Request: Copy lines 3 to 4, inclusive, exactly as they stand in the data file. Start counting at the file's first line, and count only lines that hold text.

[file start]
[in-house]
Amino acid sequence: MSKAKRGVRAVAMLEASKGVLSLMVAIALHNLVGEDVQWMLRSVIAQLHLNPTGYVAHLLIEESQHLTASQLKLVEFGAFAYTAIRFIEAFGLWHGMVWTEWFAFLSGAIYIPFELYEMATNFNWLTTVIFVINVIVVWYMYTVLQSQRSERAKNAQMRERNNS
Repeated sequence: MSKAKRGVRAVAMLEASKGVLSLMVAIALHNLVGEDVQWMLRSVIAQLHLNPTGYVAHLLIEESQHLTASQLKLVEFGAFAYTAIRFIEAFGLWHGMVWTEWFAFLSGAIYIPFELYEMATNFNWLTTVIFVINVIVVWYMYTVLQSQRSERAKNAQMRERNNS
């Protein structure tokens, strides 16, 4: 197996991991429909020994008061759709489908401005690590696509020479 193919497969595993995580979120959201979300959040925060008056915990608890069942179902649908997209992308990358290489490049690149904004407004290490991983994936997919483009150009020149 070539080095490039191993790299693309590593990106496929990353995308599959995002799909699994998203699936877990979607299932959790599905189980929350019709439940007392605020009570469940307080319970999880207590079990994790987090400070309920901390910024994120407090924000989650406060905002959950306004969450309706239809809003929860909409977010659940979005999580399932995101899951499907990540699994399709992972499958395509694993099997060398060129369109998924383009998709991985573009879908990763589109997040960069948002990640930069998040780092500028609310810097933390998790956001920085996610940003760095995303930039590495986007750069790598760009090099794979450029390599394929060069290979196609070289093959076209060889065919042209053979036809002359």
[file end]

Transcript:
Repeated sequence: MSKAKRGVRAVAMLEASKGVLSLMVAIALHNLVGEDVQWMLRSVIAQLHLNPTGYVAHLLIEESQHLTASQLKLVEFGAFAYTAIRFIEAFGLWHGMVWTEWFAFLSGAIYIPFELYEMATNFNWLTTVIFVINVIVVWYMYTVLQSQRSERAKNAQMRERNNS
């Protein structure tokens, strides 16, 4: 197996991991429909020994008061759709489908401005690590696509020479 193919497969595993995580979120959201979300959040925060008056915990608890069942179902649908997209992308990358290489490049690149904004407004290490991983994936997919483009150009020149 070539080095490039191993790299693309590593990106496929990353995308599959995002799909699994998203699936877990979607299932959790599905189980929350019709439940007392605020009570469940307080319970999880207590079990994790987090400070309920901390910024994120407090924000989650406060905002959950306004969450309706239809809003929860909409977010659940979005999580399932995101899951499907990540699994399709992972499958395509694993099997060398060129369109998924383009998709991985573009879908990763589109997040960069948002990640930069998040780092500028609310810097933390998790956001920085996610940003760095995303930039590495986007750069790598760009090099794979450029390599394929060069290979196609070289093959076209060889065919042209053979036809002359």